Misuse liable to prosecution
nytheatre.com review by Robin Reed
October 31, 2007
I am proud to admit that in college I used a gigantic spool (used to coil wires such as cable and telephone lines) that I found as a coffee table. It wasn't a political statement; I didn't think once about recycling. It was simply that I had seen one in someone else's apartment, thought it looked cool, then came across one months later in the trash.
This found-object instinct might have qualified me to work on the set of John Jasperse's latest work, Misuse liable to prosecution, where everything you see on stage for either set or costume was begged for, borrowed, or stolen.
As the audience enters, a man is upstage right on his back, tangled in a mass of bright orange extension cords. One end of a cord hangs above him in a lovely looped pattern, but the mess at the bottom is where he finds his struggle. For the better part of 15 minutes or more, he may get a leg out only to find that a cord is wrapped around the other. He struggles with this pile of junk.
The show begins with the man's very satisfying release from said pile. It is John Jasperse. He strolls downstage, picks up a nascent broom and an orange pylon. Propping the pylon atop the upturned broom, he begins to speak as if through a megaphone.
He tells us that as artistic director of the John Jasperse Company, he takes an annual salary of $26,000 and that the dancers we will see tonight earn $15 an hour for rehearsal. Myself a performing artist, I thought, "Now that's not half bad. At least they're getting paid" (if you do not know this, many Indie Theater actors work for free). Jasperse then goes on to say that the National Endowment for the Arts' annual grant budget was increased this year to $160 million. Wow. Great! Why does everyone think the artists are starving? Next up: the daily budget of the current war: $720 million per day. Each of these facts was somewhere in my consciousness, but the severity of hearing them ticked off side-by-side hit like a ton of bricks.
So Jasperse decided to do his piece spending as close to nothing as possible (he humorously notes that they've currently spent around $160, but are hoping to pare that number down thanks to Bed, Bath and Beyond's generous unlimited return policy). Over the stage hangs a gigantic sculpture of plastic clothes hangers, the front of the stage is littered with everyday objects. The plainness of the objects are not of note, but when you see what could be one thousand hangers in front of you, it is surprisingly profound.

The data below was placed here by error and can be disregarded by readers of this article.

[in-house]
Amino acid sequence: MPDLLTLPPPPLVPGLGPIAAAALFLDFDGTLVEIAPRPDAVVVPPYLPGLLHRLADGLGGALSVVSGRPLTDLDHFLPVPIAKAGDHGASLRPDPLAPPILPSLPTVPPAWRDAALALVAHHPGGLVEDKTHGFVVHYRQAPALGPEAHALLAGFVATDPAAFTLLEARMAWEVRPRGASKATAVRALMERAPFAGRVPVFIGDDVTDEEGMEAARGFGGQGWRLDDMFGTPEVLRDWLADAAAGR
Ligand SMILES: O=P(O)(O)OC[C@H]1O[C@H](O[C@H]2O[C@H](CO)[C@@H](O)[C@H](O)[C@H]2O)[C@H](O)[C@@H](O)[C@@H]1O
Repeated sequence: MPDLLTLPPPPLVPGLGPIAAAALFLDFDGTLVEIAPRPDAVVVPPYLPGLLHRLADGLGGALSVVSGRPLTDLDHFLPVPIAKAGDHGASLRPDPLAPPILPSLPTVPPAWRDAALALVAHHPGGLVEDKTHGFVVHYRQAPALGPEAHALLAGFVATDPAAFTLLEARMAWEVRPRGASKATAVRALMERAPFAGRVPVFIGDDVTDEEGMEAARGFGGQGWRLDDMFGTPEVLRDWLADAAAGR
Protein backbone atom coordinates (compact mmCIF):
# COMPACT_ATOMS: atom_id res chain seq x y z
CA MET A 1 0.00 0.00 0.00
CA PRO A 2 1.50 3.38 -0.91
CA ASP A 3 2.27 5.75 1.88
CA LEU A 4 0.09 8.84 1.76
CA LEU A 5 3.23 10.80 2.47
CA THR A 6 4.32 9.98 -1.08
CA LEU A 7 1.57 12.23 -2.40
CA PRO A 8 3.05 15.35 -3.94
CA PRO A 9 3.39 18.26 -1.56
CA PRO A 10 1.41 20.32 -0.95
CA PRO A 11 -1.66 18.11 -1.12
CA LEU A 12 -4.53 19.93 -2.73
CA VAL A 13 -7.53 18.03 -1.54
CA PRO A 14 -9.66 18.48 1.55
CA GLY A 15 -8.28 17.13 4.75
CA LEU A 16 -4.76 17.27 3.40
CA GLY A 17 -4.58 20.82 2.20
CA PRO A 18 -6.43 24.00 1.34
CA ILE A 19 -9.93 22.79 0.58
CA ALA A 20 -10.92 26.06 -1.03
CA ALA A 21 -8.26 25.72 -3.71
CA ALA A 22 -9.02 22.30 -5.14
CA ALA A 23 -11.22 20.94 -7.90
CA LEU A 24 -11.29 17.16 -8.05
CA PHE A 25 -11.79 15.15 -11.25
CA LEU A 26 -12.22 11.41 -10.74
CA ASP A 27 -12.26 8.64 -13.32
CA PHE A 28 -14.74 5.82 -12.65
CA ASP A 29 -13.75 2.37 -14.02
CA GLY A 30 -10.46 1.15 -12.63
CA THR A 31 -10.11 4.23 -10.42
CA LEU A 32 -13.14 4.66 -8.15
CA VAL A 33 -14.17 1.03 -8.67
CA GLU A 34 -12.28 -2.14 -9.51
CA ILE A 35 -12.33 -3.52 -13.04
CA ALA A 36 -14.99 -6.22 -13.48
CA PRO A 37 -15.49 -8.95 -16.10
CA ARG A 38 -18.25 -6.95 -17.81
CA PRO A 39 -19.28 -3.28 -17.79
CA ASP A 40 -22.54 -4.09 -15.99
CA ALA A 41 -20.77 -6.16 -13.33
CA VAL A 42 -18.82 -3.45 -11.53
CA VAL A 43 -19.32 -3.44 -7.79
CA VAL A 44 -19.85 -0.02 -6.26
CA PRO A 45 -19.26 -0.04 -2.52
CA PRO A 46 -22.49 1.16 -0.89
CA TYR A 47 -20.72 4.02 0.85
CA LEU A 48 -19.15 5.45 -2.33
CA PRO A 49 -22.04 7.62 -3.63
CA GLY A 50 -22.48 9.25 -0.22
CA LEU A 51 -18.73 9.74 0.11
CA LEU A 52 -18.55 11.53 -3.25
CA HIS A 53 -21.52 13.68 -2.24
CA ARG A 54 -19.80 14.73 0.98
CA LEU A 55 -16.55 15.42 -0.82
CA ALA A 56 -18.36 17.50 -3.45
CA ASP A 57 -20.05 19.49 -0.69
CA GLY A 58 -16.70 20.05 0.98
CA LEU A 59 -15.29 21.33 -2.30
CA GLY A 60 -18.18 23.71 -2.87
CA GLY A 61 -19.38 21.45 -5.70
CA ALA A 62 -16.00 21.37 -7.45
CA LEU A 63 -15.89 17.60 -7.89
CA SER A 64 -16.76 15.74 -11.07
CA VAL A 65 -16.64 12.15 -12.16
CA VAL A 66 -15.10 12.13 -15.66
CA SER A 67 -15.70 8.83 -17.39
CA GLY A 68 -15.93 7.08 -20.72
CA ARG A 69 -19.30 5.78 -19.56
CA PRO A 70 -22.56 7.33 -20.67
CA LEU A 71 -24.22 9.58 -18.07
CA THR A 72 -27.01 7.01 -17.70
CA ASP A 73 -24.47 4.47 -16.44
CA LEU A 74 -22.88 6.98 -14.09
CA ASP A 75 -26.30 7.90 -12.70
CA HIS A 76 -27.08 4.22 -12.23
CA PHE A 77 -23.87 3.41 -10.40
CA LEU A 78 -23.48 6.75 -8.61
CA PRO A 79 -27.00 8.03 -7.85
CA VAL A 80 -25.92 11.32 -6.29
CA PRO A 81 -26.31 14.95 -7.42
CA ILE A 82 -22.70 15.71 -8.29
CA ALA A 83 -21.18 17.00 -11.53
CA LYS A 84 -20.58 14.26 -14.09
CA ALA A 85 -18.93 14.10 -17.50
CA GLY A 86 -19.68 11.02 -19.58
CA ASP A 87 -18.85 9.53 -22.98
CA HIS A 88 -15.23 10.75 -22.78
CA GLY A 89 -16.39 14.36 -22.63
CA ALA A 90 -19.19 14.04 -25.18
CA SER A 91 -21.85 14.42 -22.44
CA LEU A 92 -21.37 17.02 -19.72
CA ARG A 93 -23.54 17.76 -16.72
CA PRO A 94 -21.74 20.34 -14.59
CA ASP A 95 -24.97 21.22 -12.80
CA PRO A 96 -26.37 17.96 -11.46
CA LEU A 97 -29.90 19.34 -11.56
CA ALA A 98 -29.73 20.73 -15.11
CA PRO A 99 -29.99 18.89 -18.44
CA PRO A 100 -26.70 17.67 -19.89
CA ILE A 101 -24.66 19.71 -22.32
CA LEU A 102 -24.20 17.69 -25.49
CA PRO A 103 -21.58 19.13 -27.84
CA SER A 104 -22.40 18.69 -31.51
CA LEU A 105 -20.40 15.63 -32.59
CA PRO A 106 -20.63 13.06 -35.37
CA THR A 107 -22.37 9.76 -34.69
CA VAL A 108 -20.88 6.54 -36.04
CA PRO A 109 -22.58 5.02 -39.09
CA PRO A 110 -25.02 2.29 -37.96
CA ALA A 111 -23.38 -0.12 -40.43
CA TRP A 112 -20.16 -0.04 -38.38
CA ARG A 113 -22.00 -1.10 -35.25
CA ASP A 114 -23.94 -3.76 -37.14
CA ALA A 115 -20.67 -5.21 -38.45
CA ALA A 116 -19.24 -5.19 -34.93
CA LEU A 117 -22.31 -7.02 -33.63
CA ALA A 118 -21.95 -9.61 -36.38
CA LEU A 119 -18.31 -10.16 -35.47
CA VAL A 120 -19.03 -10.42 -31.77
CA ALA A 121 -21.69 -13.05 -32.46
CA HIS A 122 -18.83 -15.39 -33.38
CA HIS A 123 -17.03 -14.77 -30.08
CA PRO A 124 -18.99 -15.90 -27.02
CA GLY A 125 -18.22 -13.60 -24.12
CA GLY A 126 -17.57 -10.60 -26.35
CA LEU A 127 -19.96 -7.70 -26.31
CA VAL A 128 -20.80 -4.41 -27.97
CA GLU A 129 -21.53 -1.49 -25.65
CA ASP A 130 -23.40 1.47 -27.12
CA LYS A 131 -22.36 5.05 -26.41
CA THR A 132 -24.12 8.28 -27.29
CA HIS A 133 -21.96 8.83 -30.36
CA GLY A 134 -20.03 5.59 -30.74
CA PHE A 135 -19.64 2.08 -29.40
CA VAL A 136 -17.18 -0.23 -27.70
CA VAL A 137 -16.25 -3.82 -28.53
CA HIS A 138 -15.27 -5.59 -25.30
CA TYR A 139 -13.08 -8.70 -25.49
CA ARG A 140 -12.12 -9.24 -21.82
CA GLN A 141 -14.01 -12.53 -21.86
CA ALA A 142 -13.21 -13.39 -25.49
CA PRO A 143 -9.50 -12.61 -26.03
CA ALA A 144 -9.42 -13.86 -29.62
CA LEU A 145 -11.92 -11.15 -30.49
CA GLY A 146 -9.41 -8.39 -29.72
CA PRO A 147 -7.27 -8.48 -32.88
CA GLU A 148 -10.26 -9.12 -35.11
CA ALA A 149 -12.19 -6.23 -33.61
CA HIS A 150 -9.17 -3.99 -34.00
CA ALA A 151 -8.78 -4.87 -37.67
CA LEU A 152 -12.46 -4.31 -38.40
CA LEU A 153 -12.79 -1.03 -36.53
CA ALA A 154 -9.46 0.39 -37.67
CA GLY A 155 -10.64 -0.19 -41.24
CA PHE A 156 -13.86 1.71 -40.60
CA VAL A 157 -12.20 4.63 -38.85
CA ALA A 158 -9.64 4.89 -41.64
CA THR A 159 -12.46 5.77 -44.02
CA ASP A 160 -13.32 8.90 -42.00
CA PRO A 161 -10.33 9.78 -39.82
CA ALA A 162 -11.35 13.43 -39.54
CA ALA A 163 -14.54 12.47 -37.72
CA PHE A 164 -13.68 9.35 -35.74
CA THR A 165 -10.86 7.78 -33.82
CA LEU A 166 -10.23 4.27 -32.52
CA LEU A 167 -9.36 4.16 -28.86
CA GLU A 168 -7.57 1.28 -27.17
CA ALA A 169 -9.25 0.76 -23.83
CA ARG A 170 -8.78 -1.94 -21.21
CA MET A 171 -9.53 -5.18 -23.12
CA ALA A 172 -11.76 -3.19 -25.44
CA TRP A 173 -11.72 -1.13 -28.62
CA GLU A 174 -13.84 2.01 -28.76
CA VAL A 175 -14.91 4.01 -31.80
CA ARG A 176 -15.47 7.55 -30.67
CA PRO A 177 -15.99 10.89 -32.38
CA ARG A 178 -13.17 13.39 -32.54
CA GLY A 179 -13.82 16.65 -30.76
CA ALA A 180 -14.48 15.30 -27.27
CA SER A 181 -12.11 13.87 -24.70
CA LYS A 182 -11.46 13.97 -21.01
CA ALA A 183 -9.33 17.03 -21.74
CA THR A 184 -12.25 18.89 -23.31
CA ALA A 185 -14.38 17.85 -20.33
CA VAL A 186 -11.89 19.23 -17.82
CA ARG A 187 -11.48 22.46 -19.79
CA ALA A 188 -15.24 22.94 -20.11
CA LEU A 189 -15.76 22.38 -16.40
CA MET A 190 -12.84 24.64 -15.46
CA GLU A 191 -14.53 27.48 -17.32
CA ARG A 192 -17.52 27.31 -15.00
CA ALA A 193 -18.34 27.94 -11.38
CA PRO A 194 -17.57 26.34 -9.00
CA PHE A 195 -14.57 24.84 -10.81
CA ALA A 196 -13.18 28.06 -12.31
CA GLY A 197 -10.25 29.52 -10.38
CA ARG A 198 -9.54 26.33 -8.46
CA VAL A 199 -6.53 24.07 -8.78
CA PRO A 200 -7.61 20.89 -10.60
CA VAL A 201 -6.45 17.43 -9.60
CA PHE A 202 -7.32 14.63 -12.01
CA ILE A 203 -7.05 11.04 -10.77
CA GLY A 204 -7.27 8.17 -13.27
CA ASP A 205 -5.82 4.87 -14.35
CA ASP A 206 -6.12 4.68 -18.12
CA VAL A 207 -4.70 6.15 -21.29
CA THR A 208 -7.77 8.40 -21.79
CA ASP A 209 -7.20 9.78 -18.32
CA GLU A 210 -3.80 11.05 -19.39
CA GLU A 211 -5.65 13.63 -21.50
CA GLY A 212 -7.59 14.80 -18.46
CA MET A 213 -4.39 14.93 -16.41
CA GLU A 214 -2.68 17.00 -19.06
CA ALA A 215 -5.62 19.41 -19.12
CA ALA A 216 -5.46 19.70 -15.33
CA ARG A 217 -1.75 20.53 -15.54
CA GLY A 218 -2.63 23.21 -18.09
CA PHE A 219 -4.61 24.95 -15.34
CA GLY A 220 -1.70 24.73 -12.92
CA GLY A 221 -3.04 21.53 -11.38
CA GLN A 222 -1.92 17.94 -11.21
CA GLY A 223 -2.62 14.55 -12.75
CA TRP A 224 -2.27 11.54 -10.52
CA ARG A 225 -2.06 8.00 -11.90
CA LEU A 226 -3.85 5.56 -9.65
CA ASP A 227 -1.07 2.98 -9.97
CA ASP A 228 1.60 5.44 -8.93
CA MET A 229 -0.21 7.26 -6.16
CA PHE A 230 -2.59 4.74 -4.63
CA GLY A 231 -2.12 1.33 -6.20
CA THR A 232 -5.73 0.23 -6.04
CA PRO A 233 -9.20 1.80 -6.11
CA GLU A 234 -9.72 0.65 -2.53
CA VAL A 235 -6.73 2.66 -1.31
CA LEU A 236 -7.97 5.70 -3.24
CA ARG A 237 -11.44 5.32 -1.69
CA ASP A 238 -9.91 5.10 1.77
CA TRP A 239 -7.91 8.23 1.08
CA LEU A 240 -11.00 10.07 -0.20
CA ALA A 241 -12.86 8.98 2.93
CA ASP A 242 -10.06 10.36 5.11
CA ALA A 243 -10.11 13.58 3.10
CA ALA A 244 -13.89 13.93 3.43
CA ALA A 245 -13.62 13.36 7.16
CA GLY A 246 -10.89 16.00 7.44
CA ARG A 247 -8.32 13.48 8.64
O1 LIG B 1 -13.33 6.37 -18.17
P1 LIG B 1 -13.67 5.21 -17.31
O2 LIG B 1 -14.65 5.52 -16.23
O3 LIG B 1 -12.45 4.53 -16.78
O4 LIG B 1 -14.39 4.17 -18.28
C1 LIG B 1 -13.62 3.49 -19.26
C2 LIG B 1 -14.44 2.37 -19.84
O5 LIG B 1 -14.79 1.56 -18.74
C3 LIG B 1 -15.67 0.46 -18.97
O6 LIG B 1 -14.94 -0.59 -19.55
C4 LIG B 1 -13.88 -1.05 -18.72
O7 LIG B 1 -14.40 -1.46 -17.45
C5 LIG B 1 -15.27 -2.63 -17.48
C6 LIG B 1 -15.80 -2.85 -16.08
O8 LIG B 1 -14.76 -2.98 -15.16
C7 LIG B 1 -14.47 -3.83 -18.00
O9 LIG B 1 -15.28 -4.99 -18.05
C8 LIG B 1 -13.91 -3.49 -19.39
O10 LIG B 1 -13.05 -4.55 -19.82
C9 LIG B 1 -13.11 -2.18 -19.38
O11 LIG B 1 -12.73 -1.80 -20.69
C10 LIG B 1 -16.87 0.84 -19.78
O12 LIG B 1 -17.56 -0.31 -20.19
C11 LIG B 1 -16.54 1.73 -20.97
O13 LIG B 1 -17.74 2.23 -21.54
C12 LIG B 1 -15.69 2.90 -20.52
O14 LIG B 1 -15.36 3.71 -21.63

In each segment of the piece, these everyday objects are brought to another state: pairs of jeans becomes fascinating when they are folded every which way, then turn violent when thrashed against the upstage wall. Water bottles, carefully laid out on a swath of fabric, are then voraciously consumed in a take-whatever-you-can-carry fury. An air mattress becomes quite literally a crash pad when the dancers throw themselves and each other against it. And in the most endearing piece of the hour-long show, a bean bag chair and the cardboard box that surrounds it are charmingly anthropomorphized into Mr. Magoo-like characters, wandering around, trying not to bump into stuff.
The dancers (Michele Boulé, Eleanor Hullihan, Kayvon Pourazar, and Levi Gonzalez) along with Jasperse traverse a great deal of ground in Misuse. They are athletic, raw, introspective, rough, clever, quirky, and many places in between. They are underscored by recorded and live music by Zeena Parkins, who, in her sweet little dress made out of Fed Ex envelopes and bright orange heels, plays what I can only describe as an electric harp downstage left. Her strange and fun music is accompanied at time by live bagpipes that bring a gravity to the piece that harkens back to the gravity evoked by Jasperse's opening monologue.
Upon leaving the theatre, my companion and I got into a long discussion about the need for the Arts in our Capitalist Land of Plenty—if people don't want to pay for it, is it worth anything? I believe this is the question Jasperse is playing with in Misuse; I still don't know the answer, but I appreciate and enjoy his exploration.